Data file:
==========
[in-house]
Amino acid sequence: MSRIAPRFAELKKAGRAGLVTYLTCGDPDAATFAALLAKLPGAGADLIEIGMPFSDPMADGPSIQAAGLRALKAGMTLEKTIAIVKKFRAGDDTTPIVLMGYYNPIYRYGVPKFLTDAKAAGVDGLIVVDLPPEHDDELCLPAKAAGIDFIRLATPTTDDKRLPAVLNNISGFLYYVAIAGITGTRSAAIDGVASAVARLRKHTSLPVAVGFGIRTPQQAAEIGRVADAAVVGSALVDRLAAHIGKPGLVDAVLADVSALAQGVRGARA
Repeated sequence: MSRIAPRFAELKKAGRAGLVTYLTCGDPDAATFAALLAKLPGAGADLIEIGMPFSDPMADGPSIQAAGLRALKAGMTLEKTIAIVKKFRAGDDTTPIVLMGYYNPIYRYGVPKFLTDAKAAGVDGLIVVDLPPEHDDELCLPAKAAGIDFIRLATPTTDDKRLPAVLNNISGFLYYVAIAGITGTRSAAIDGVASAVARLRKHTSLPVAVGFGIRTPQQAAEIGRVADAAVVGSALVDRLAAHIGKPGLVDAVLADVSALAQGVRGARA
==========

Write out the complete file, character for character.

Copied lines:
[in-house]
Amino acid sequence: MSRIAPRFAELKKAGRAGLVTYLTCGDPDAATFAALLAKLPGAGADLIEIGMPFSDPMADGPSIQAAGLRALKAGMTLEKTIAIVKKFRAGDDTTPIVLMGYYNPIYRYGVPKFLTDAKAAGVDGLIVVDLPPEHDDELCLPAKAAGIDFIRLATPTTDDKRLPAVLNNISGFLYYVAIAGITGTRSAAIDGVASAVARLRKHTSLPVAVGFGIRTPQQAAEIGRVADAAVVGSALVDRLAAHIGKPGLVDAVLADVSALAQGVRGARA
Repeated sequence: MSRIAPRFAELKKAGRAGLVTYLTCGDPDAATFAALLAKLPGAGADLIEIGMPFSDPMADGPSIQAAGLRALKAGMTLEKTIAIVKKFRAGDDTTPIVLMGYYNPIYRYGVPKFLTDAKAAGVDGLIVVDLPPEHDDELCLPAKAAGIDFIRLATPTTDDKRLPAVLNNISGFLYYVAIAGITGTRSAAIDGVASAVARLRKHTSLPVAVGFGIRTPQQAAEIGRVADAAVVGSALVDRLAAHIGKPGLVDAVLADVSALAQGVRGARA